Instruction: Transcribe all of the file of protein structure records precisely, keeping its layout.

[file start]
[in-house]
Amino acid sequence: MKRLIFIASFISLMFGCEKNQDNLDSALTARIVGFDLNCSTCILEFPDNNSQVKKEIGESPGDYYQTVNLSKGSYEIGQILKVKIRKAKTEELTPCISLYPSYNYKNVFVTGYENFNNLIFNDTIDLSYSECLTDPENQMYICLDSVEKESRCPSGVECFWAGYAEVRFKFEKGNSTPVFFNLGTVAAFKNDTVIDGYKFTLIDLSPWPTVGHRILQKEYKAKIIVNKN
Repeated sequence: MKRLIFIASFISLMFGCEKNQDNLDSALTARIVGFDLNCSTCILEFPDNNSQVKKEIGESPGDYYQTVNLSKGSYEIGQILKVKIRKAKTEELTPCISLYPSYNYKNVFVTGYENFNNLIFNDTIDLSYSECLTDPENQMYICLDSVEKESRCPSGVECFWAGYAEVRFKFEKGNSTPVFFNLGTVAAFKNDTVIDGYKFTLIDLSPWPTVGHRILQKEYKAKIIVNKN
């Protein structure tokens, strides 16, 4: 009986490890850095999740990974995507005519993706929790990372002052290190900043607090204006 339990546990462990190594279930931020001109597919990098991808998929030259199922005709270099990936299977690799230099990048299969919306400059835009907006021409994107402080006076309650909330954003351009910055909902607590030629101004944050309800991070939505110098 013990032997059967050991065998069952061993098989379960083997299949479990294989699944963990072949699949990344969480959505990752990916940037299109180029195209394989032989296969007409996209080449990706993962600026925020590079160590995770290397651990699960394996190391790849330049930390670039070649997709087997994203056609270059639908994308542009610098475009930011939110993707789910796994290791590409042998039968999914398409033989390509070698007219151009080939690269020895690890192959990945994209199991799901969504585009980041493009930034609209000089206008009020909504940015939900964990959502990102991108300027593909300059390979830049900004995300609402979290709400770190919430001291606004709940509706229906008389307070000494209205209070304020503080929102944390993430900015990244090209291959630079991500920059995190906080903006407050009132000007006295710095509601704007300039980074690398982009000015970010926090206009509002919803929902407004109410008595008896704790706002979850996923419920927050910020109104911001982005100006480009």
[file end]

[in-house]
Amino acid sequence: MKRLIFIASFISLMFGCEKNQDNLDSALTARIVGFDLNCSTCILEFPDNNSQVKKEIGESPGDYYQTVNLSKGSYEIGQILKVKIRKAKTEELTPCISLYPSYNYKNVFVTGYENFNNLIFNDTIDLSYSECLTDPENQMYICLDSVEKESRCPSGVECFWAGYAEVRFKFEKGNSTPVFFNLGTVAAFKNDTVIDGYKFTLIDLSPWPTVGHRILQKEYKAKIIVNKN
Repeated sequence: MKRLIFIASFISLMFGCEKNQDNLDSALTARIVGFDLNCSTCILEFPDNNSQVKKEIGESPGDYYQTVNLSKGSYEIGQILKVKIRKAKTEELTPCISLYPSYNYKNVFVTGYENFNNLIFNDTIDLSYSECLTDPENQMYICLDSVEKESRCPSGVECFWAGYAEVRFKFEKGNSTPVFFNLGTVAAFKNDTVIDGYKFTLIDLSPWPTVGHRILQKEYKAKIIVNKN
């Protein structure tokens, strides 16, 4: 009986490890850095999740990974995507005519993706929790990372002052290190900043607090204006 339990546990462990190594279930931020001109597919990098991808998929030259199922005709270099990936299977690799230099990048299969919306400059835009907006021409994107402080006076309650909330954003351009910055909902607590030629101004944050309800991070939505110098 013990032997059967050991065998069952061993098989379960083997299949479990294989699944963990072949699949990344969480959505990752990916940037299109180029195209394989032989296969007409996209080449990706993962600026925020590079160590995770290397651990699960394996190391790849330049930390670039070649997709087997994203056609270059639908994308542009610098475009930011939110993707789910796994290791590409042998039968999914398409033989390509070698007219151009080939690269020895690890192959990945994209199991799901969504585009980041493009930034609209000089206008009020909504940015939900964990959502990102991108300027593909300059390979830049900004995300609402979290709400770190919430001291606004709940509706229906008389307070000494209205209070304020503080929102944390993430900015990244090209291959630079991500920059995190906080903006407050009132000007006295710095509601704007300039980074690398982009000015970010926090206009509002919803929902407004109410008595008896704790706002979850996923419920927050910020109104911001982005100006480009």